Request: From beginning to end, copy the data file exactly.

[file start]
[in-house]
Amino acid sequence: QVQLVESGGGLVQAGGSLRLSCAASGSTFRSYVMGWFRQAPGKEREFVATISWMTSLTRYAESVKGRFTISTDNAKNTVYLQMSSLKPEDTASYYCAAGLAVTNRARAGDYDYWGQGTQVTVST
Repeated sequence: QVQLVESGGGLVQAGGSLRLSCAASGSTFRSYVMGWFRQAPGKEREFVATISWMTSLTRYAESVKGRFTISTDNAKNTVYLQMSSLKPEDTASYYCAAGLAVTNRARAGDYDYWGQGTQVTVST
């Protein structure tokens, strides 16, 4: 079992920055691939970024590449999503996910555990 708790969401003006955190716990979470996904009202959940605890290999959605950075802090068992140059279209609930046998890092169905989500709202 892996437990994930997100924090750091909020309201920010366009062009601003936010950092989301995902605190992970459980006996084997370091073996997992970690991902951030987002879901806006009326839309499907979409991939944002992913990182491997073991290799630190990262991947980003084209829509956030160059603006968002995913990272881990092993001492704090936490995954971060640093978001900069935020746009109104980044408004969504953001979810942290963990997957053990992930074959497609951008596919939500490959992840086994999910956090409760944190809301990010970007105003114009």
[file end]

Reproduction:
[in-house]
Amino acid sequence: QVQLVESGGGLVQAGGSLRLSCAASGSTFRSYVMGWFRQAPGKEREFVATISWMTSLTRYAESVKGRFTISTDNAKNTVYLQMSSLKPEDTASYYCAAGLAVTNRARAGDYDYWGQGTQVTVST
Repeated sequence: QVQLVESGGGLVQAGGSLRLSCAASGSTFRSYVMGWFRQAPGKEREFVATISWMTSLTRYAESVKGRFTISTDNAKNTVYLQMSSLKPEDTASYYCAAGLAVTNRARAGDYDYWGQGTQVTVST
């Protein structure tokens, strides 16, 4: 079992920055691939970024590449999503996910555990 708790969401003006955190716990979470996904009202959940605890290999959605950075802090068992140059279209609930046998890092169905989500709202 892996437990994930997100924090750091909020309201920010366009062009601003936010950092989301995902605190992970459980006996084997370091073996997992970690991902951030987002879901806006009326839309499907979409991939944002992913990182491997073991290799630190990262991947980003084209829509956030160059603006968002995913990272881990092993001492704090936490995954971060640093978001900069935020746009109104980044408004969504953001979810942290963990997957053990992930074959497609951008596919939500490959992840086994999910956090409760944190809301990010970007105003114009």